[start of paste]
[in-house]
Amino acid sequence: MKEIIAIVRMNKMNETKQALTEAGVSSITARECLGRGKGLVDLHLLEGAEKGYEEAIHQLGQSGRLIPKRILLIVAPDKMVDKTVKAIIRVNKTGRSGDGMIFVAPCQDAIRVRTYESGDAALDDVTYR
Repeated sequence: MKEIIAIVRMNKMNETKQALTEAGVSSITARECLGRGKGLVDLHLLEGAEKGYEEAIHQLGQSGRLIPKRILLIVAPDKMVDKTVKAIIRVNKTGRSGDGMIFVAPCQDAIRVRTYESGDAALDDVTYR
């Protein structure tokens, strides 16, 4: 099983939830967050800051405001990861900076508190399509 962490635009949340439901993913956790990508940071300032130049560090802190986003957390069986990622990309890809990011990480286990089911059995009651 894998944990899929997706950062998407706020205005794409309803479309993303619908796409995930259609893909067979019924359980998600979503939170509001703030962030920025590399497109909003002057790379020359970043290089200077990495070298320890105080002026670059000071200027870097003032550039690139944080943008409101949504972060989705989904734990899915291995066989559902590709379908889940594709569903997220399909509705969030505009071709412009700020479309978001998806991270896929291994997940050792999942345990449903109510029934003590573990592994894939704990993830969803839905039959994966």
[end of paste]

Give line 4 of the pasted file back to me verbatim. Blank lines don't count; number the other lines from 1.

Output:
């Protein structure tokens, strides 16, 4: 099983939830967050800051405001990861900076508190399509 962490635009949340439901993913956790990508940071300032130049560090802190986003957390069986990622990309890809990011990480286990089911059995009651 894998944990899929997706950062998407706020205005794409309803479309993303619908796409995930259609893909067979019924359980998600979503939170509001703030962030920025590399497109909003002057790379020359970043290089200077990495070298320890105080002026670059000071200027870097003032550039690139944080943008409101949504972060989705989904734990899915291995066989559902590709379908889940594709569903997220399909509705969030505009071709412009700020479309978001998806991270896929291994997940050792999942345990449903109510029934003590573990592994894939704990993830969803839905039959994966």